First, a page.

ASCAP throws shade, highlights nonprofit status as BMI eyes $1.7B sale
As reports intensify that BMI is in the final stages of a $1.7 billion sale to private equity firm New Mountain Capital, which would negate its long-standing non-profit status, ASCAP is using the moment to highlight differences between the two performing rights organizations. Meanwhile, BMI member songwriters are demanding answers.
Now calling itself “The only U.S. PRO that operates on a not-for-profit basis,” ASCAP has taken to social media arguing that it is now “the only PRO in the US founded and governed by songwriters, composers, and music publishers… (with) distribution policies and rules (that) are set by our board of writers and publishers, elected by our members.”
By contrast, ASACP asserts BMI will be beholden to shareholders first, not songwriters.
Just in case their message was not clear, ASCAP went even further with several posts.
Songwriters Demand Answers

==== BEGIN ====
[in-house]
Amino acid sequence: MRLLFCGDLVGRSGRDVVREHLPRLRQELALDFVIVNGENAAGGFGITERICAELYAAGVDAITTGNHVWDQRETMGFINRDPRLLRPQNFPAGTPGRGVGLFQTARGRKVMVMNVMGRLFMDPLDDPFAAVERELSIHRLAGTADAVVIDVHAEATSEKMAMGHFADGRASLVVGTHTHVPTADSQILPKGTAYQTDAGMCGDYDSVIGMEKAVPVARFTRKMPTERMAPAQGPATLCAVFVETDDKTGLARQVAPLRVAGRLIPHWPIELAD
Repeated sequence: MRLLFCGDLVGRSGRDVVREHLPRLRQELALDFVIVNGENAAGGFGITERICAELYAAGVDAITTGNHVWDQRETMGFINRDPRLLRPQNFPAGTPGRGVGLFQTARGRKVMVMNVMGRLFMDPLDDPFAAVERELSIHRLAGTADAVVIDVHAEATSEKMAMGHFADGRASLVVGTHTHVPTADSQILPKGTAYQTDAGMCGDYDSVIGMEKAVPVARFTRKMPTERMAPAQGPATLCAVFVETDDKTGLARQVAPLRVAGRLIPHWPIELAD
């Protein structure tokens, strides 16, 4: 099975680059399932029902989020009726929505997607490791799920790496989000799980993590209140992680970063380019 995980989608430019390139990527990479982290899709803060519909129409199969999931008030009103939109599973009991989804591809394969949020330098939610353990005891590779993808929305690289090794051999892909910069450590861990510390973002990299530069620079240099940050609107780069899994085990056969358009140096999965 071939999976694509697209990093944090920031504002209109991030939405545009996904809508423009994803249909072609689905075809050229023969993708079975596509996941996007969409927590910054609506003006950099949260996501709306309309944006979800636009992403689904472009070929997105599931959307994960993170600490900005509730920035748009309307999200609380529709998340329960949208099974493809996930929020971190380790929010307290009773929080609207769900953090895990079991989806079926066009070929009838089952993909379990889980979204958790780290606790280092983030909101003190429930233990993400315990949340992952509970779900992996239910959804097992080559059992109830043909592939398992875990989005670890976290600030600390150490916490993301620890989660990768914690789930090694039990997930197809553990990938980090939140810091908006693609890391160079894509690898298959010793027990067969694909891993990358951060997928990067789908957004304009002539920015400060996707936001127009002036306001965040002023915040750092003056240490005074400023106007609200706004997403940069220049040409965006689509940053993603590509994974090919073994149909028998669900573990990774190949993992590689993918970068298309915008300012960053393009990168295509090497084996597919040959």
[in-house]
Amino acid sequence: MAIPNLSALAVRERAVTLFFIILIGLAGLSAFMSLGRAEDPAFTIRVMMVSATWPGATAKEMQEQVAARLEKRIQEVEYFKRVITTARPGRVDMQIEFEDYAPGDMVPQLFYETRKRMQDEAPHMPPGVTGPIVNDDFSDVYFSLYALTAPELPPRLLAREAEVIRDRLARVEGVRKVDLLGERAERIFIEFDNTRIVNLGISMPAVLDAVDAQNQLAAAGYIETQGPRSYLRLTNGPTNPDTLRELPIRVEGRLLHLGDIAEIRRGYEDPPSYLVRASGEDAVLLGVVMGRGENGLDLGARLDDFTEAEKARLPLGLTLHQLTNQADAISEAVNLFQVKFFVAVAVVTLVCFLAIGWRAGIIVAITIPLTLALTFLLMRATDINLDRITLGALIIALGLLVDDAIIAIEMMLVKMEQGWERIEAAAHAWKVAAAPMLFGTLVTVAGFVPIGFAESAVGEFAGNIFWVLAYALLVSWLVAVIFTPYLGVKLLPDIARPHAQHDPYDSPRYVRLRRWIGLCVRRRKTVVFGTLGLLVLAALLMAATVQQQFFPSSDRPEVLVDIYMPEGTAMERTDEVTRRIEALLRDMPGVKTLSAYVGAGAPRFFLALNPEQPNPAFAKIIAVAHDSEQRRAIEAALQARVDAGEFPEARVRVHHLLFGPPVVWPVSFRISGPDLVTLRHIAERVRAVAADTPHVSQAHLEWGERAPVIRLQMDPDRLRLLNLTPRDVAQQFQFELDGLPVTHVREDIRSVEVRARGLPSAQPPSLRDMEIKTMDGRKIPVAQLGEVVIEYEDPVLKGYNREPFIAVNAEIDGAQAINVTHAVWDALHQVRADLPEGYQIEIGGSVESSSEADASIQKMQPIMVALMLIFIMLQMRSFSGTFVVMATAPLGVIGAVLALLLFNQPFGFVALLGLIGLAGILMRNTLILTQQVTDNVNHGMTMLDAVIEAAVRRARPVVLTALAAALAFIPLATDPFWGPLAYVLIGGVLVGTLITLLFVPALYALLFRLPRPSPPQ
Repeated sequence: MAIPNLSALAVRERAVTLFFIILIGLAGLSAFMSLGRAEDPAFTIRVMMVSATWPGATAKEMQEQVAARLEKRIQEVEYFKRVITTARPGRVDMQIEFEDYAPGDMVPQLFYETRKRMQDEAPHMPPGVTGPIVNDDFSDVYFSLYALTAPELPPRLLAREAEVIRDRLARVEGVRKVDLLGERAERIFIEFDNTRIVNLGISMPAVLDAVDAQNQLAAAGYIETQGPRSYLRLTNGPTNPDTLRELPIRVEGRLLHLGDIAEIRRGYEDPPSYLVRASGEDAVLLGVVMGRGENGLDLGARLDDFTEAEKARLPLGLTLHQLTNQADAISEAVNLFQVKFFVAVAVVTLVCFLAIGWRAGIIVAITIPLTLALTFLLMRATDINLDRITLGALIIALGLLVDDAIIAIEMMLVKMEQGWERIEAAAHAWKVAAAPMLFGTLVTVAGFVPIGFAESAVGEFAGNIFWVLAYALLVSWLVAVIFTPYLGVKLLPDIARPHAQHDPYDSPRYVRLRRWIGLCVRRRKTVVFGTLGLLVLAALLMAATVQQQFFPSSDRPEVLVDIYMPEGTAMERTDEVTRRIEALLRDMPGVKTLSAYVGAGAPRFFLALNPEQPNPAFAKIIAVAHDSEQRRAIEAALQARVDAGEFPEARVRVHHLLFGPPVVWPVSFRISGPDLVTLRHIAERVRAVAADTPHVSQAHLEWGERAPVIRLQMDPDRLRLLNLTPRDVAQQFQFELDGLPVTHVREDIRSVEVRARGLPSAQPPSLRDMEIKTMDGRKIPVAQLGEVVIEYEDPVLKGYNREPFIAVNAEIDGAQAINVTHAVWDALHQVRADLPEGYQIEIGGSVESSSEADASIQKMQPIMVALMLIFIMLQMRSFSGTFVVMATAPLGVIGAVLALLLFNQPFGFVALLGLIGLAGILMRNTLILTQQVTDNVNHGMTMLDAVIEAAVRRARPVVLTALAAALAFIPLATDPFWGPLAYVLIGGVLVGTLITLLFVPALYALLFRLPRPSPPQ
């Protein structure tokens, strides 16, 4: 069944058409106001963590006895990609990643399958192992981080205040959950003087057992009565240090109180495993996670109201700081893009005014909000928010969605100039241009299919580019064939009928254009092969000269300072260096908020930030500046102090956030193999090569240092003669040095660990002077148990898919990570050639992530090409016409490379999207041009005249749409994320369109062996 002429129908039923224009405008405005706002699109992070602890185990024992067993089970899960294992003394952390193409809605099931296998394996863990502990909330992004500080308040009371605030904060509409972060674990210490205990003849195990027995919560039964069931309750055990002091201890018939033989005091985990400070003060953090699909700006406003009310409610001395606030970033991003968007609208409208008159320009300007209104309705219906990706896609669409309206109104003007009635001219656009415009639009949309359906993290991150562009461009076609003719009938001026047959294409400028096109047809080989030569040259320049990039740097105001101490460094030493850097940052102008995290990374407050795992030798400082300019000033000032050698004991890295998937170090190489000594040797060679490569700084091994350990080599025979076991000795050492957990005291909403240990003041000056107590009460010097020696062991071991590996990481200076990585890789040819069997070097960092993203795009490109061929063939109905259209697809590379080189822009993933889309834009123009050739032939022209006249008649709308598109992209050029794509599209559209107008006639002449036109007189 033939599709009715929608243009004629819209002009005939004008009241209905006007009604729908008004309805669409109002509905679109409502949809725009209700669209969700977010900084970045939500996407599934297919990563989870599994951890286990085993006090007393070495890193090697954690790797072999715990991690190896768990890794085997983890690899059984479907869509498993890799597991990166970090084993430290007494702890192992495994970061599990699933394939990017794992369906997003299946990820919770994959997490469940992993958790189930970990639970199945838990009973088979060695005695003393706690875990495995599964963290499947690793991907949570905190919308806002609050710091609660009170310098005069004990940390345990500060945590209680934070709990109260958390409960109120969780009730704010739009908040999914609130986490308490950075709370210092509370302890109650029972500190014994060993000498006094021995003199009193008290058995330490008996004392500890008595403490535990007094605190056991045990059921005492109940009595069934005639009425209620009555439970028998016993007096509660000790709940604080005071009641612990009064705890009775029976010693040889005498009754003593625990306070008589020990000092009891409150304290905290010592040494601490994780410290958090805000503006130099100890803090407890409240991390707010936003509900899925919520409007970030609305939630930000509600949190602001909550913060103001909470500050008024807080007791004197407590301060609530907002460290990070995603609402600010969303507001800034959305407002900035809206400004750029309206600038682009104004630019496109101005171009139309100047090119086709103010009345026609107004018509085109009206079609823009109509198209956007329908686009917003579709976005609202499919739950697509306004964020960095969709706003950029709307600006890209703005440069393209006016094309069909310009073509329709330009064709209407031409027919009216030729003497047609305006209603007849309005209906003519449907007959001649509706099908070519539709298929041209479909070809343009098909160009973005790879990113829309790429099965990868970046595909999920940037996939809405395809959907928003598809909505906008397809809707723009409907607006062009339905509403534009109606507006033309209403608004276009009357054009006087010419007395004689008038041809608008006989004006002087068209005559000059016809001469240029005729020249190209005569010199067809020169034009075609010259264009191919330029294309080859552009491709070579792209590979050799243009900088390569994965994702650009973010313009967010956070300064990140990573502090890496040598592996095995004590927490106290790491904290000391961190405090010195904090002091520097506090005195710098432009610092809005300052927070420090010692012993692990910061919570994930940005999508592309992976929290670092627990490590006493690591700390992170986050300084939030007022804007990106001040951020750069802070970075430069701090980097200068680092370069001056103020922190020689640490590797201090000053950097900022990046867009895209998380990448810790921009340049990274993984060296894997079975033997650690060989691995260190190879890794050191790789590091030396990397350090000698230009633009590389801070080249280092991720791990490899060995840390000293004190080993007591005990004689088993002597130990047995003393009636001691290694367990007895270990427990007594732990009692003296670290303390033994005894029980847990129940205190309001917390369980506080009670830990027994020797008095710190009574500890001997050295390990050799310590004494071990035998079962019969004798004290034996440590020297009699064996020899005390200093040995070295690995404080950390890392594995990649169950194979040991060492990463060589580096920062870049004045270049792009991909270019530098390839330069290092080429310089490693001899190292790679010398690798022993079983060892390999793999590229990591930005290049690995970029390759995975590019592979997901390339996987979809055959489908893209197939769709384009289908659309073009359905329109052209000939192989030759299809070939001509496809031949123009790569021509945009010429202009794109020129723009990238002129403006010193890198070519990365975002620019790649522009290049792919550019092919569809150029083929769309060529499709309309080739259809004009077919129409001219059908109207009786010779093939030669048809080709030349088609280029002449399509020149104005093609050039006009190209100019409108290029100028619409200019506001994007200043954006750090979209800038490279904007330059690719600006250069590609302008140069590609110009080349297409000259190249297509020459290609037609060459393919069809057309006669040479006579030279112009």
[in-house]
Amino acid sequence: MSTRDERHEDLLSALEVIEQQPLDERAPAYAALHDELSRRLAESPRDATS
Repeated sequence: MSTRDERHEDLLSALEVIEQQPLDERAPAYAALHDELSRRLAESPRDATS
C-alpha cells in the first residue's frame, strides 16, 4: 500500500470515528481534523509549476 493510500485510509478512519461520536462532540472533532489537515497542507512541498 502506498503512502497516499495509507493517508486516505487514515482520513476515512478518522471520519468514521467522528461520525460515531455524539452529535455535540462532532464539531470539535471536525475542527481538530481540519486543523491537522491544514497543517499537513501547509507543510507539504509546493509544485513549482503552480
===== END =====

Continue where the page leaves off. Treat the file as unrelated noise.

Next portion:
Meanwhile, groups representing songwriters have sent a second letter to BMI demanding answers on what the sale might mean for them.
“We were extremely disappointed and upset to read the announcement of BMI’s sale to New Mountain Capitol. Songwriters have real questions and deserve real answers before any further action is taken”.
“While we appreciated you responding to our (first) letter, all of our questions went unanswered”, the letter continues. “Your response was that distributions went up last year. Of course, distributions went up – all [PROs] revenue went up… This does not answer any of our questions. And, it does not explain where the $145 million [in earnings] – as reported by Billboard – came from and why that money was not distributed to songwriters”.